About the year 1000, sixty-six years before William the Conqueror became ruler of England and forever vanquished the Norsemen regime, and two centuries after Charlemagne's death, the Vikings were still a terror to the surrounding countries. They were a daring, powerful race of adventurers and were famous for their conquests on the sea. This hardy, invigorating mode of living was ever welcome to the Norsemen and they were forever putting out on the unknown sea in search of new quests.

Eric the Red set out in a ship which today would seem very small for such a perilous undertaking, and finally came upon what is known as Greenland. Here he made settlements which lasted many years, and colonies were also founded in Iceland.

A little later, Leif Erikson, a bold and courageous young man, and a true son of his father Eric the Red, left Denmark with 35 men for the settlement in Greenland. A mighty storm arose during the voyage and Erikson's little vessel was driven off its course. The crew at last found themselves in an unknown country, beautiful and fertile. The place where they landed and selected for their settlement is supposed to have been somewhere along the coast of the present states of Massachusetts and Rhode Island, but all traces of the colony had disappeared long before the coming of the English to that same coast.

Erikson reached the Hebrides, and upon leaving these islands he sailed for Norway and arrived there in the autumn. Leif went immediately to the court of King Olaf Tryggvason, who thought the young mariner a man of great accomplishment. The king ordered Leif to sail for Greenland and bring Christianity there. He went on the king's errand, although he thought that it would be a difficult undertaking. The king, however, had great confidence in the young seafarer, and declared that he knew no one better fitted for the undertaking. Leif Erikson then was the first to carry "Christianity" to Greenland.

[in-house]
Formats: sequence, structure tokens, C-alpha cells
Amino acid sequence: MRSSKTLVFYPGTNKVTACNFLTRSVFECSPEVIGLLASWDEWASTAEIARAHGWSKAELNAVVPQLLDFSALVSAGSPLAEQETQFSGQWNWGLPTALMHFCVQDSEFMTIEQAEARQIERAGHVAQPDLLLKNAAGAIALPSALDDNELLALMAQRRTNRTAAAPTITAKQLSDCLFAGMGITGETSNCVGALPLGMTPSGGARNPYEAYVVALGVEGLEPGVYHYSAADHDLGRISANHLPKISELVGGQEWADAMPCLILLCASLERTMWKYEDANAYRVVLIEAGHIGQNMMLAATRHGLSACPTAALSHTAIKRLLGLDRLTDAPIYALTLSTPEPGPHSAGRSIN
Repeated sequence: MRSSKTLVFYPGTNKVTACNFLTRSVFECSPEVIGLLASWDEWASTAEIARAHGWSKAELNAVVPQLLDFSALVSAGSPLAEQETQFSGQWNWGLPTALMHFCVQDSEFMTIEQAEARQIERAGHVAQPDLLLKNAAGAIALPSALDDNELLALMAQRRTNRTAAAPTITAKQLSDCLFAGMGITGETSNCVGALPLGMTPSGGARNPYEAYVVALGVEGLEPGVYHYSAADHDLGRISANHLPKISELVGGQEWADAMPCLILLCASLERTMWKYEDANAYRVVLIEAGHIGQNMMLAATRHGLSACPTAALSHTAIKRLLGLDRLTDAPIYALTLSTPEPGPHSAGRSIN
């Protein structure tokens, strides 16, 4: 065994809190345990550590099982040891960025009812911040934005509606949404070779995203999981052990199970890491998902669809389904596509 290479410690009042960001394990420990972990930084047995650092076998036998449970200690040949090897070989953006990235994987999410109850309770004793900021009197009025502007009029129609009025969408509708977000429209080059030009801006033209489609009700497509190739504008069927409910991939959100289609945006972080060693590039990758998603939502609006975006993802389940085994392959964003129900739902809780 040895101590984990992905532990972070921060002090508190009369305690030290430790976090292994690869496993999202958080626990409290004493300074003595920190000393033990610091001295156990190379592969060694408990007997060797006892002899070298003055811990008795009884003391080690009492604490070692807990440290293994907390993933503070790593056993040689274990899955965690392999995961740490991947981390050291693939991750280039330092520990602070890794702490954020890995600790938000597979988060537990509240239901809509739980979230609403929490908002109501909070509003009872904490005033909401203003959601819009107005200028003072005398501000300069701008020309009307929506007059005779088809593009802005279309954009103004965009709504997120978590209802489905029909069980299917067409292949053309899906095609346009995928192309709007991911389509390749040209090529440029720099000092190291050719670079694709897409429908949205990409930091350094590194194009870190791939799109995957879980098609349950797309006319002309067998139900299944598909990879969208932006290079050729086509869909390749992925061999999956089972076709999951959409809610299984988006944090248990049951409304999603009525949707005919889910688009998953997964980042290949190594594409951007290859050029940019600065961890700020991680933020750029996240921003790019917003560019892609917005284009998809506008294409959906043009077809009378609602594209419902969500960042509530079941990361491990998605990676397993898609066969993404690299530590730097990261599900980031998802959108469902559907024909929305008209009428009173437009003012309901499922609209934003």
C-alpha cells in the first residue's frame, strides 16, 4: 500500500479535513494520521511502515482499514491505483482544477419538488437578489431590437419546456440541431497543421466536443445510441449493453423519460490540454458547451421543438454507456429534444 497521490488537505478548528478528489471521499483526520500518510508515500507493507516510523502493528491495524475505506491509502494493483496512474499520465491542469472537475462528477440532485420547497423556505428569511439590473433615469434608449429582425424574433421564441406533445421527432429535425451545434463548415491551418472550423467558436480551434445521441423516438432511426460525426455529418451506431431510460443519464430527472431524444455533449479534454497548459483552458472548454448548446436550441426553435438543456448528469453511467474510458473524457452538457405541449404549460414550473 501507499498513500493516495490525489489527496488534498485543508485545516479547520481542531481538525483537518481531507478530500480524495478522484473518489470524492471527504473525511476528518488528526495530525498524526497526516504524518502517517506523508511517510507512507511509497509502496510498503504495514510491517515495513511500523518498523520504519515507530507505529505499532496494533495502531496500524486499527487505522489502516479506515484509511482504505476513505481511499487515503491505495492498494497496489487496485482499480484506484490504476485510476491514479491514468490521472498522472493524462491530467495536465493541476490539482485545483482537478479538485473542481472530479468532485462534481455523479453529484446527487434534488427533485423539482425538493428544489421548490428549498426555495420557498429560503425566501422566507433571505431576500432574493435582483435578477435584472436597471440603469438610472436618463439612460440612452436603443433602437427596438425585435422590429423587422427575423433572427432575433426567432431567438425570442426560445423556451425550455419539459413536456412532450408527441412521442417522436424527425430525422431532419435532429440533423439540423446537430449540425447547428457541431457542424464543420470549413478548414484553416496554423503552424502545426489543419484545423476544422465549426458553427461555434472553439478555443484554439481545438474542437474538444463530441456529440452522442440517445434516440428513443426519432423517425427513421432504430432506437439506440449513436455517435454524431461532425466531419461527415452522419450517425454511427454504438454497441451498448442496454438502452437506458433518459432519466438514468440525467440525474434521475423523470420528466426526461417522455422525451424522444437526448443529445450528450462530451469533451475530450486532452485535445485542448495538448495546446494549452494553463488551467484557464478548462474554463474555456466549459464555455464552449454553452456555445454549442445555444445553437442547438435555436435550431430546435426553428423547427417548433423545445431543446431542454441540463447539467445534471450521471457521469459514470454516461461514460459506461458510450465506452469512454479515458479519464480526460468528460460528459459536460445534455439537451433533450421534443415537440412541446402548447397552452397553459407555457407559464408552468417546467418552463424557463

Afterwards, many other sturdy adventurers among the Norsemen made various voyages along the same coasts, from the tenth to the twelfth centuries. These brave explorers settled in several places, and records show that they made an attempt to found a new colony in the territory which they called Vinland.

However, none of these new settlements lasted, for although the Norsemen were great explorers and hardy adventurers upon the sea, they did not have the population or the ability to build up a permanent and lasting establishment. After a period of years, the settlers gave it up and left, possibly returning to the colony in Greenland.

There is an old Icelandic collection of legends or sagas, which relates the story of these early discoveries, and these legends tell us that the Norsemen explored even as far south as Florida, near the region where the city of St. Augustine is now located.

Although the Vikings were a heroic people and accomplished great feats, braving the fury of the sea in frail vessels, their discoveries and explorations had no particular influence upon the people who came after them, unless stories of their deeds reached Columbus and spurred him on in his attempt to find the gateway of the West.